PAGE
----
• Box 1, Item 10
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Miss Mabel Cross of Hiram, Ohio. Music teacher, about 1900-1901., 1900

  • Box 1, Item 11
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Twelve members of a class (Hazel Green Academy). The names are on the back of the photo., undated

  • Box 1, Item 12
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A group of five men and three women standing in front of a plaque (August 13, 1961): Hazel Green Academy / Dedicated 1800 by J. Taylor Day, William D. Mize and Green Berry Swango. Only College Preparatory School This Area ForYears., 1961

  • Box 1, Item 13
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Man and woman standing near a marker on the ground (August 13, 1961). Pearl Day (Mrs. Wm. Everett) Bach is on the left. HGA Director, Mr. Henry A. Stovall, is on the back row, far right, 1961

  • Box 1, Item 14
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Group of seven women and five men standing on a lawn (August 13, 1961). On the right is Former Students Association historian, Mrs. Pearl Day Bach., undated

  • Box 1, Item 15
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Man and woman unveiling the marker on the ground (August 13, 1961). The lady in the center is Mrs. Pearl Day Bach, 1961

  • Box 1, Item 16
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On the right is Former Students Association historian, Mrs. Pearl Day Bach. Her and another lady are dedicating a marker on the site where two Sarah K. Yancey Homes (dormitories for female students and staff) burned. The current (August 13, 1961) school and administration building they are standing by (library windows) was built by staff and students of bricks made and burned on campus Two women standing near a marker at the corner of a brick building (August 13, 1961)., 1961

  • Box 1, Item 17
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Prof. C. P. Coley and family., undated

  • Box 1, Item 18
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Uncle Green Trimble of Mt. Sterling, Ky., and his Great Grandson, Kelly Day Hollow., undated

  • Box 1, Item 19
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The teacher's class at Hazel Green Academy, 1893. Twenty-six names are on the margin of the picture, 1893

  • Box 1, Item 20
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Dormitory at Hazel Green Academy, 1893. This is the home that was built after Bill Lusk's house burned, and was the second dormitory for students at H.G.A., 1893

  • Box 1, Item 21
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This was also known as the Academy Home in downtown Hazel Green proper. Includes Pearl Bach, My first year in school. The photo includes about 100 students, 1893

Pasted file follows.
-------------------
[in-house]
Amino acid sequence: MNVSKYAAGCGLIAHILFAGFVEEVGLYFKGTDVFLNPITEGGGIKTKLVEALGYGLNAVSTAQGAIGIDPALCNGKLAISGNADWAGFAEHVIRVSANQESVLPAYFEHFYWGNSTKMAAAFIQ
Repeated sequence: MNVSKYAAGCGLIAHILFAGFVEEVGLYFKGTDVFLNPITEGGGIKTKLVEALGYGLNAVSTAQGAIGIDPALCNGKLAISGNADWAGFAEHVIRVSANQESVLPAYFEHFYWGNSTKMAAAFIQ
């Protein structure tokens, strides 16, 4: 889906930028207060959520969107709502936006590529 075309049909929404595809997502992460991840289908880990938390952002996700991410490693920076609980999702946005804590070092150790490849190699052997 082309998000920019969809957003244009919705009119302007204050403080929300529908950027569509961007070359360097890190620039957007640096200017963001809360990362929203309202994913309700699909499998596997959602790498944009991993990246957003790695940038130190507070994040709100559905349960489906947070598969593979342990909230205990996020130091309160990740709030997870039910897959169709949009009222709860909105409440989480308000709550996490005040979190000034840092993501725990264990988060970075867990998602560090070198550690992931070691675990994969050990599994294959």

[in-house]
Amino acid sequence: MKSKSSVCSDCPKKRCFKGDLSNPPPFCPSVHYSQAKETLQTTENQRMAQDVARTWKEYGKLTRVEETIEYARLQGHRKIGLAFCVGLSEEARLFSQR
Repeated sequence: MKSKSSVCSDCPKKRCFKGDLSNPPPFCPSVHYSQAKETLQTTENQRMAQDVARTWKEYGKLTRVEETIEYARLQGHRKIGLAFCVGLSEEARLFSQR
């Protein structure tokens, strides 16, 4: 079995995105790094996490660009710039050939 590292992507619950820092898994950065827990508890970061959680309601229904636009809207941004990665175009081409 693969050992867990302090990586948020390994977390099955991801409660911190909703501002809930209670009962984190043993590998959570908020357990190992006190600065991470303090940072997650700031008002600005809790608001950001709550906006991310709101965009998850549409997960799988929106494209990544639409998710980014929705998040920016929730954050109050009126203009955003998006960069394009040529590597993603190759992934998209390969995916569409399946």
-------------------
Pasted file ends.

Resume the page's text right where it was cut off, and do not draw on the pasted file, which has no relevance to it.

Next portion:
• Box 1, Item 22
There is a line sketch drawing of this building also in this collections The old schoolhouse of Hazel Green Academy, 1893.
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Hazel Green Academy business graduation class of 1905, six men and five women. The names are on the back of the photo., 1905

  • Box 1, Item 23
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Faculty of Hazel Green Academy, 1910. The names are on the back of the photo., 1910

  • Box 1, Item 24
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Campton, Ky. Teachers Institute, undated

  • Box 1, Item 25
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Photo inscription: This picture must have been made about 1900 as my sister, Minnie died October 7, 1901. The names of the four young men, four young women and three faculty [?] are on the margin of the photo. Picture taken Tuesday, June 4, 1895 (Eve) by T.A. Eustridge, at the old 'Rock Quarry' near town, Hazel Green, KY. The names of the six men and six women are on the back of the photo, 1900

  • Box 1, Item 26
These reunions were held frequently and mentioned often in the Hazel Green Herald for the years 1885-1901
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Five men and four women hiking, stop for a rest, undated

  • Box 1, Item 27
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If you are visiting the Breckinridge Research Room, please request materials at least 48 business hours in advance of your arrival.

For all other questions, contact us at: https://libraries.uky.edu/ContactSCRC.

Researchers are required to have an SCRC Researcher Account in order to request or order digital copies of materials. Research Account set-up and use instructions can be found at: http://libguides.uky.edu/SCRCaccount

If you are visiting the Breckinridge Research Room, please request materials at least 48 business hours in advance of your arrival.

For all other questions, contact us at: https://libraries.uky.edu/ContactSCRC.